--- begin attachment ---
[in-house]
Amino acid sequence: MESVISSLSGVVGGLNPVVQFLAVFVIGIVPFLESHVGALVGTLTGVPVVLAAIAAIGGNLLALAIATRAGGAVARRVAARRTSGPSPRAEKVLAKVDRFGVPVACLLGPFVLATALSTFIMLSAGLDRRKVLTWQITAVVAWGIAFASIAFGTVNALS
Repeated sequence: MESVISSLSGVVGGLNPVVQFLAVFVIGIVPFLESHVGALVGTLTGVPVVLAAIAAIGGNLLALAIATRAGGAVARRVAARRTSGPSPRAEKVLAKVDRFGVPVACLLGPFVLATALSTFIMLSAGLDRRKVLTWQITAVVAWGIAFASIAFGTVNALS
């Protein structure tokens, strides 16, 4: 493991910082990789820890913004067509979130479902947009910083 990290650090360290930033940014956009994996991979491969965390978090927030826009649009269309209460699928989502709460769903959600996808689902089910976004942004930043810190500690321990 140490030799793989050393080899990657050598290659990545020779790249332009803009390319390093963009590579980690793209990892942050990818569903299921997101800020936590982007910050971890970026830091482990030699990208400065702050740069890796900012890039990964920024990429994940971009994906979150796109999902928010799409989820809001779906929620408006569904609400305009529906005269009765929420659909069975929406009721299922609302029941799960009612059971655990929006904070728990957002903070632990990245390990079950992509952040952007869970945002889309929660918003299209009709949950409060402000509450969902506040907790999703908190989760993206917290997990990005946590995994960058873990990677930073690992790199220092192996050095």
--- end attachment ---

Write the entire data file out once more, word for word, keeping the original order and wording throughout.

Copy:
[in-house]
Amino acid sequence: MESVISSLSGVVGGLNPVVQFLAVFVIGIVPFLESHVGALVGTLTGVPVVLAAIAAIGGNLLALAIATRAGGAVARRVAARRTSGPSPRAEKVLAKVDRFGVPVACLLGPFVLATALSTFIMLSAGLDRRKVLTWQITAVVAWGIAFASIAFGTVNALS
Repeated sequence: MESVISSLSGVVGGLNPVVQFLAVFVIGIVPFLESHVGALVGTLTGVPVVLAAIAAIGGNLLALAIATRAGGAVARRVAARRTSGPSPRAEKVLAKVDRFGVPVACLLGPFVLATALSTFIMLSAGLDRRKVLTWQITAVVAWGIAFASIAFGTVNALS
């Protein structure tokens, strides 16, 4: 493991910082990789820890913004067509979130479902947009910083 990290650090360290930033940014956009994996991979491969965390978090927030826009649009269309209460699928989502709460769903959600996808689902089910976004942004930043810190500690321990 140490030799793989050393080899990657050598290659990545020779790249332009803009390319390093963009590579980690793209990892942050990818569903299921997101800020936590982007910050971890970026830091482990030699990208400065702050740069890796900012890039990964920024990429994940971009994906979150796109999902928010799409989820809001779906929620408006569904609400305009529906005269009765929420659909069975929406009721299922609302029941799960009612059971655990929006904070728990957002903070632990990245390990079950992509952040952007869970945002889309929660918003299209009709949950409060402000509450969902506040907790999703908190989760993206917290997990990005946590995994960058873990990677930073690992790199220092192996050095």